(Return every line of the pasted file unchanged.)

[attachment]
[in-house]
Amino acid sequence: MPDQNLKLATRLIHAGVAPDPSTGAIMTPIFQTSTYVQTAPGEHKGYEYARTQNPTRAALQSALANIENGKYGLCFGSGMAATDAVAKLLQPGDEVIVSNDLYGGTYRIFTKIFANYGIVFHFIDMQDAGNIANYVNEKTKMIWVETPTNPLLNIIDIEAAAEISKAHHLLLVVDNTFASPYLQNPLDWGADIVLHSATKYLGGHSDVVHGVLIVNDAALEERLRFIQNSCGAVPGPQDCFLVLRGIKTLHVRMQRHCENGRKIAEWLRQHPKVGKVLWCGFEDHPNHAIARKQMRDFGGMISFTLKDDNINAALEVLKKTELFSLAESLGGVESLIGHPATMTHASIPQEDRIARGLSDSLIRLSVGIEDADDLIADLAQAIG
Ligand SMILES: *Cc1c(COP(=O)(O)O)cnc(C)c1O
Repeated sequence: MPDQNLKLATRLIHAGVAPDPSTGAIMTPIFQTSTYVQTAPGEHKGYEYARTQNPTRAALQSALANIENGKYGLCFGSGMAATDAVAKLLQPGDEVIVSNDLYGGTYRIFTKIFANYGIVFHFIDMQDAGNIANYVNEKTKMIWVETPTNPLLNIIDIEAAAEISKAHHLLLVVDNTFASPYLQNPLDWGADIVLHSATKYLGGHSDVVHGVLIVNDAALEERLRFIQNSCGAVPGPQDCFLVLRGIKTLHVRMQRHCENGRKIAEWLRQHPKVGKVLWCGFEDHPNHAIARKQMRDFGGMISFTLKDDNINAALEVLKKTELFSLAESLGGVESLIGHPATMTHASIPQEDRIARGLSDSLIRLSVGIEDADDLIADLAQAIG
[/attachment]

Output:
[in-house]
Amino acid sequence: MPDQNLKLATRLIHAGVAPDPSTGAIMTPIFQTSTYVQTAPGEHKGYEYARTQNPTRAALQSALANIENGKYGLCFGSGMAATDAVAKLLQPGDEVIVSNDLYGGTYRIFTKIFANYGIVFHFIDMQDAGNIANYVNEKTKMIWVETPTNPLLNIIDIEAAAEISKAHHLLLVVDNTFASPYLQNPLDWGADIVLHSATKYLGGHSDVVHGVLIVNDAALEERLRFIQNSCGAVPGPQDCFLVLRGIKTLHVRMQRHCENGRKIAEWLRQHPKVGKVLWCGFEDHPNHAIARKQMRDFGGMISFTLKDDNINAALEVLKKTELFSLAESLGGVESLIGHPATMTHASIPQEDRIARGLSDSLIRLSVGIEDADDLIADLAQAIG
Ligand SMILES: *Cc1c(COP(=O)(O)O)cnc(C)c1O
Repeated sequence: MPDQNLKLATRLIHAGVAPDPSTGAIMTPIFQTSTYVQTAPGEHKGYEYARTQNPTRAALQSALANIENGKYGLCFGSGMAATDAVAKLLQPGDEVIVSNDLYGGTYRIFTKIFANYGIVFHFIDMQDAGNIANYVNEKTKMIWVETPTNPLLNIIDIEAAAEISKAHHLLLVVDNTFASPYLQNPLDWGADIVLHSATKYLGGHSDVVHGVLIVNDAALEERLRFIQNSCGAVPGPQDCFLVLRGIKTLHVRMQRHCENGRKIAEWLRQHPKVGKVLWCGFEDHPNHAIARKQMRDFGGMISFTLKDDNINAALEVLKKTELFSLAESLGGVESLIGHPATMTHASIPQEDRIARGLSDSLIRLSVGIEDADDLIADLAQAIG